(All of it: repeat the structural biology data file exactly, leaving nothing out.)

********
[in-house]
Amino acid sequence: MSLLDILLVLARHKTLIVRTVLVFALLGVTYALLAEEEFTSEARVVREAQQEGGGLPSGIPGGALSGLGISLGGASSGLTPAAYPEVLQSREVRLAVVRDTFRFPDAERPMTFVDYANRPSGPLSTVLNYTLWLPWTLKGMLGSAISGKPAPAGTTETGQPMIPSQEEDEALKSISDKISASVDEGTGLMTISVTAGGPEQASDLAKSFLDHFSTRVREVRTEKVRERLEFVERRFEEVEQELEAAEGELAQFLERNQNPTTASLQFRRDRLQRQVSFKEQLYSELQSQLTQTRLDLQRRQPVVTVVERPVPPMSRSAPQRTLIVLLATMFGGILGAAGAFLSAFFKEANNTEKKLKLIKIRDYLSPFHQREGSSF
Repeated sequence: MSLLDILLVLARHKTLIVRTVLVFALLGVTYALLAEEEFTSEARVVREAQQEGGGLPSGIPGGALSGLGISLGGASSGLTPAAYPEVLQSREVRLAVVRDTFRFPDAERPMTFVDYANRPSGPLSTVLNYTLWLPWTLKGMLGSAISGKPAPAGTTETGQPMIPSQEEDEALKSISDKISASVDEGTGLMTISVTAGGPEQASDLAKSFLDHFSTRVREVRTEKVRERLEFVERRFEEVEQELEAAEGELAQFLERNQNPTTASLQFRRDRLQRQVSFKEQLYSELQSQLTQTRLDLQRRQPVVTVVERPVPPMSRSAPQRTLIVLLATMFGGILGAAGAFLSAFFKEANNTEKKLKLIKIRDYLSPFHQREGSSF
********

[in-house]
Amino acid sequence: MSLLDILLVLARHKTLIVRTVLVFALLGVTYALLAEEEFTSEARVVREAQQEGGGLPSGIPGGALSGLGISLGGASSGLTPAAYPEVLQSREVRLAVVRDTFRFPDAERPMTFVDYANRPSGPLSTVLNYTLWLPWTLKGMLGSAISGKPAPAGTTETGQPMIPSQEEDEALKSISDKISASVDEGTGLMTISVTAGGPEQASDLAKSFLDHFSTRVREVRTEKVRERLEFVERRFEEVEQELEAAEGELAQFLERNQNPTTASLQFRRDRLQRQVSFKEQLYSELQSQLTQTRLDLQRRQPVVTVVERPVPPMSRSAPQRTLIVLLATMFGGILGAAGAFLSAFFKEANNTEKKLKLIKIRDYLSPFHQREGSSF
Repeated sequence: MSLLDILLVLARHKTLIVRTVLVFALLGVTYALLAEEEFTSEARVVREAQQEGGGLPSGIPGGALSGLGISLGGASSGLTPAAYPEVLQSREVRLAVVRDTFRFPDAERPMTFVDYANRPSGPLSTVLNYTLWLPWTLKGMLGSAISGKPAPAGTTETGQPMIPSQEEDEALKSISDKISASVDEGTGLMTISVTAGGPEQASDLAKSFLDHFSTRVREVRTEKVRERLEFVERRFEEVEQELEAAEGELAQFLERNQNPTTASLQFRRDRLQRQVSFKEQLYSELQSQLTQTRLDLQRRQPVVTVVERPVPPMSRSAPQRTLIVLLATMFGGILGAAGAFLSAFFKEANNTEKKLKLIKIRDYLSPFHQREGSSF